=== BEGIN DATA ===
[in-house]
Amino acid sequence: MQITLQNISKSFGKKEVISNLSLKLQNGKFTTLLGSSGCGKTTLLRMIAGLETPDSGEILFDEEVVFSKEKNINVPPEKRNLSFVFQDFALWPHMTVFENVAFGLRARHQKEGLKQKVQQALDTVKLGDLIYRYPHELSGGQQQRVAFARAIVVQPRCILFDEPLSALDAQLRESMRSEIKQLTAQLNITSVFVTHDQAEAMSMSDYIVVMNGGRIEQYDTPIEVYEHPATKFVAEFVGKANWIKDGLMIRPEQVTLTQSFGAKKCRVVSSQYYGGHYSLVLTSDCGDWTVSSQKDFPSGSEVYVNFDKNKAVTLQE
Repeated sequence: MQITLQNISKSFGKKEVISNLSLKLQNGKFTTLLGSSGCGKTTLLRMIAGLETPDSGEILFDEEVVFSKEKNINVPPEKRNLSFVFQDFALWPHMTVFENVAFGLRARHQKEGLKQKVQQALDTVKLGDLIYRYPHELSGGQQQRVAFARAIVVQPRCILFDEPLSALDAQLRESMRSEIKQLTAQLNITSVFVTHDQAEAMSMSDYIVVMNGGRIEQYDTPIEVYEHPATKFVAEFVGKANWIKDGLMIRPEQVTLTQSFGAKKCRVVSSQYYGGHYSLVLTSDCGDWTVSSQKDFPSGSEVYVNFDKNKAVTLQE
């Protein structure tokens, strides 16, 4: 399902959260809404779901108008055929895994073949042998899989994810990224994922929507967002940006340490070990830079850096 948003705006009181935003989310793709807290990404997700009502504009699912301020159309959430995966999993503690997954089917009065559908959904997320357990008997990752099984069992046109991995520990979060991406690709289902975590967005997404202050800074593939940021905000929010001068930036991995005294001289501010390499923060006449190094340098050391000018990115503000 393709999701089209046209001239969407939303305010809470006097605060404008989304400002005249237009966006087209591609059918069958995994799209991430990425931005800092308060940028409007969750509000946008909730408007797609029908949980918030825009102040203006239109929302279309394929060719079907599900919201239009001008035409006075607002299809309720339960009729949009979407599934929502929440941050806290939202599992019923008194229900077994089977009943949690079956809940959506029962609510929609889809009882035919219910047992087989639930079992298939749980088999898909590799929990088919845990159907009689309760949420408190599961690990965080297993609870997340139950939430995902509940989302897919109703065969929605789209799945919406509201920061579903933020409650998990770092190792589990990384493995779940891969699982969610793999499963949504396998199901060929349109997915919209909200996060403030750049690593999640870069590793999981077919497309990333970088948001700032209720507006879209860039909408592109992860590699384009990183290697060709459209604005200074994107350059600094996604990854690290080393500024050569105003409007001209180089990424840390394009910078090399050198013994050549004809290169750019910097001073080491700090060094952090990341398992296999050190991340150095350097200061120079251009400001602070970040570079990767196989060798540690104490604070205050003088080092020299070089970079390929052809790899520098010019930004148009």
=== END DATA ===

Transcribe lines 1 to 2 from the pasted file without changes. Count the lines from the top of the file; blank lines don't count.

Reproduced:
[in-house]
Amino acid sequence: MQITLQNISKSFGKKEVISNLSLKLQNGKFTTLLGSSGCGKTTLLRMIAGLETPDSGEILFDEEVVFSKEKNINVPPEKRNLSFVFQDFALWPHMTVFENVAFGLRARHQKEGLKQKVQQALDTVKLGDLIYRYPHELSGGQQQRVAFARAIVVQPRCILFDEPLSALDAQLRESMRSEIKQLTAQLNITSVFVTHDQAEAMSMSDYIVVMNGGRIEQYDTPIEVYEHPATKFVAEFVGKANWIKDGLMIRPEQVTLTQSFGAKKCRVVSSQYYGGHYSLVLTSDCGDWTVSSQKDFPSGSEVYVNFDKNKAVTLQE